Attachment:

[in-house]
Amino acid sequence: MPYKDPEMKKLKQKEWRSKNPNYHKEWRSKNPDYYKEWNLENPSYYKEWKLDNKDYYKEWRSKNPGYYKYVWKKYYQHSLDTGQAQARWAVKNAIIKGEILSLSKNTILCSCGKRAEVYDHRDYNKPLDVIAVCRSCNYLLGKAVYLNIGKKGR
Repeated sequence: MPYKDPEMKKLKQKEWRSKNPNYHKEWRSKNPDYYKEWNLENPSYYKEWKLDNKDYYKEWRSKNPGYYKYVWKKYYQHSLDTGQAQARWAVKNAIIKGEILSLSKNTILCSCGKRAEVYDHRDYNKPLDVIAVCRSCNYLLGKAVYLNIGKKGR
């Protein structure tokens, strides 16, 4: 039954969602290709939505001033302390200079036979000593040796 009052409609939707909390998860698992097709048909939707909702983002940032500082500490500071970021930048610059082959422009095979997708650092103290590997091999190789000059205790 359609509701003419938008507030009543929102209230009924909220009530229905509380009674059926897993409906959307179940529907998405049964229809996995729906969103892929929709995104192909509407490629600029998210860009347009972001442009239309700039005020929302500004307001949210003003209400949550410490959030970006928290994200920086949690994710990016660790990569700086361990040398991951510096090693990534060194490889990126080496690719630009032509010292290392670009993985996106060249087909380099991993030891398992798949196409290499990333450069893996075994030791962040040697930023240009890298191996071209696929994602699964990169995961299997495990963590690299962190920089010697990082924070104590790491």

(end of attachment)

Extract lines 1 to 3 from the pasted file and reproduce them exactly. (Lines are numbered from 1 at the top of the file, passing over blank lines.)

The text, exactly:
[in-house]
Amino acid sequence: MPYKDPEMKKLKQKEWRSKNPNYHKEWRSKNPDYYKEWNLENPSYYKEWKLDNKDYYKEWRSKNPGYYKYVWKKYYQHSLDTGQAQARWAVKNAIIKGEILSLSKNTILCSCGKRAEVYDHRDYNKPLDVIAVCRSCNYLLGKAVYLNIGKKGR
Repeated sequence: MPYKDPEMKKLKQKEWRSKNPNYHKEWRSKNPDYYKEWNLENPSYYKEWKLDNKDYYKEWRSKNPGYYKYVWKKYYQHSLDTGQAQARWAVKNAIIKGEILSLSKNTILCSCGKRAEVYDHRDYNKPLDVIAVCRSCNYLLGKAVYLNIGKKGR